“Here we are, Callie. You’ll not leave me tonight. And you’ll not betray me,” he whispered fiercely.
“And you’ll not have me!”
“It would be—rape!” she spat out.
“I doubt it.”
“Oh, you flatter yourself!”
“I’ve waited long and cold and furious nights, Callie. I will have you.”
“You won’t!” she cried to him. “You won’t hurt me, you won’t force me. You won’t, because you promised! You won’t, because of who you are. I know it, I know you—”
“Damn you, Callie! You don’t know me. You never knew me!”
But she did. She knew the sound of his voice, and she knew the twist of his jaw. She knew the way he stood, and she even knew the way he thought. She knew the searing blue light in his eyes, and she knew both the tempest and the tenderness that could rule the man.
And she knew the raw passion that guided him now.
His mouth descended upon hers. His lips were hard and forceful. She could not twist or turn to avoid or deter him for his fingers threaded through her hair, holding her head still to his assault. She clamped down to fight him in any way that she could. She hammered her fists against his back, but he ignored her blows, and eventually they began to slow, and finally to stop. He robbed her of breath, and of reason, and of her fury. Her defenses were weak, and her enemy in gray was powerful. Even more powerful was the enemy of time, and that of loneliness, and even that of love. For there was more than determination in his kiss. Perhaps there was even more than passion.
Her lips parted to his as the thrust of his tongue demanded. Searing hot, liquid, demanding, seductive, he played upon her senses, tasted her mouth, the deep recesses, the curve of her lip. Touched and demanded that she give in turn, and seemed to reach within her, more and more deeply, fierce and volatile.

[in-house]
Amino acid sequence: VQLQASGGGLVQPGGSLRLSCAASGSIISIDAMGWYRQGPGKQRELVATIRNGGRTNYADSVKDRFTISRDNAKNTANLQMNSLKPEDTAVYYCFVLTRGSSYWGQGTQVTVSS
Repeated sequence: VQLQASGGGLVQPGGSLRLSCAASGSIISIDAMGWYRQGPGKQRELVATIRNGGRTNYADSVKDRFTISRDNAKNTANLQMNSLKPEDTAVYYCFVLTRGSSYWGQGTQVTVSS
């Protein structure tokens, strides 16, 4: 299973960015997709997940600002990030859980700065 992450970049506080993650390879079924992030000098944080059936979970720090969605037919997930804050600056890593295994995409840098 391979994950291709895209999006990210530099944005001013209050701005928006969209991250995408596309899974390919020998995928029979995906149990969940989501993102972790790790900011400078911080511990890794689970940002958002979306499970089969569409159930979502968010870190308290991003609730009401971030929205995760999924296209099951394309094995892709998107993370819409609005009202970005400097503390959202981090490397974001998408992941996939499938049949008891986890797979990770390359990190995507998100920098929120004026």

Her fingers ceased to press against him. She no longer tried to push away. She hadn’t the power.
She heard the whisper of her voice, fierce, passionate, spoken with anger, and spoken with anguish.
“Damn, I’ll not let you sway me!” he cried out furiously. His eyes were fire as they touched hers. His fingers bit brutally into her arms.
At that moment, she did not know him. She didn’t know if he would have her in anger and hatred, or if he would cry out an oath and jump from her side. She didn’t know, and then it didn’t matter.
Because there was suddenly another loud, fierce cry that came to fill the room. It wasn’t a Rebel yell, nor was it any Yankee call.
It was a high, trembling, furious, and extremely demanding cry. And as it was ignored, it grew to new, hysterical heights.
The sound of that cry stopped Daniel flat, stopped him as Callie could have never done herself.
He sat back upon his haunches, his eyes narrowed sharply upon her. “What in God’s name … ?”
Her breath caught. She strove for calm. She shimmied from beneath him and he made no effort to stop her. “It’s—it’s Jared,” she said.
He was still staring at her blankly. Like a man trying to understand code when the code was plain English.
“That’s a baby,” he said.
“Yes! It’s a baby!” she agreed. She managed to leap from the bed at last. She hurried down the hall to the nursery, throwing open the door.
Jared had kicked off his coverings. His hands and feet were flying furiously. His little mouth was open wide, and he was screaming with a demanding will.
Callie swept him quickly up into her arms.
Daniel stood in the doorway, having come behind her. He stared at her with amazement etched across his features. She realized that he wasn’t looking at her at all, he was looking at Jared.
He strode across the room.
Instinctively, Callie held the child close to her breast, cradling him there. But Daniel ignored her protective
hold and reached for Jared with a dogged determination. “Give him to me, Callie,” Daniel warned.
Lest she hurt Jared, she had to let him go. Daniel meant to see him, and see him he would.
Daniel, ignoring Jared’s squalling and the flailing of his tiny fists and feet, walked over to the flickering lamplight that filtered in from the hallway. Callie swallowed hard, feeling shaky as she watched him scrutinize the baby clad in his white cotton shirt and diaper. He stared from Jared’s furiously puckered face to his perfect little feet. Daniel held the infant well, his hand and arm secure beneath Jared as he touched the long wild tuft of ebony dark hair upon Jared’s head. Then Daniel’s eyes—those distinct blue eyes, mirrored in the tiny face of the child—fell upon her again.
“It’s my baby!” he exclaimed harshly.
She wanted to speak, but her mouth had gone dry. Then it didn’t seem to matter to Daniel. He didn’t need her to answer him.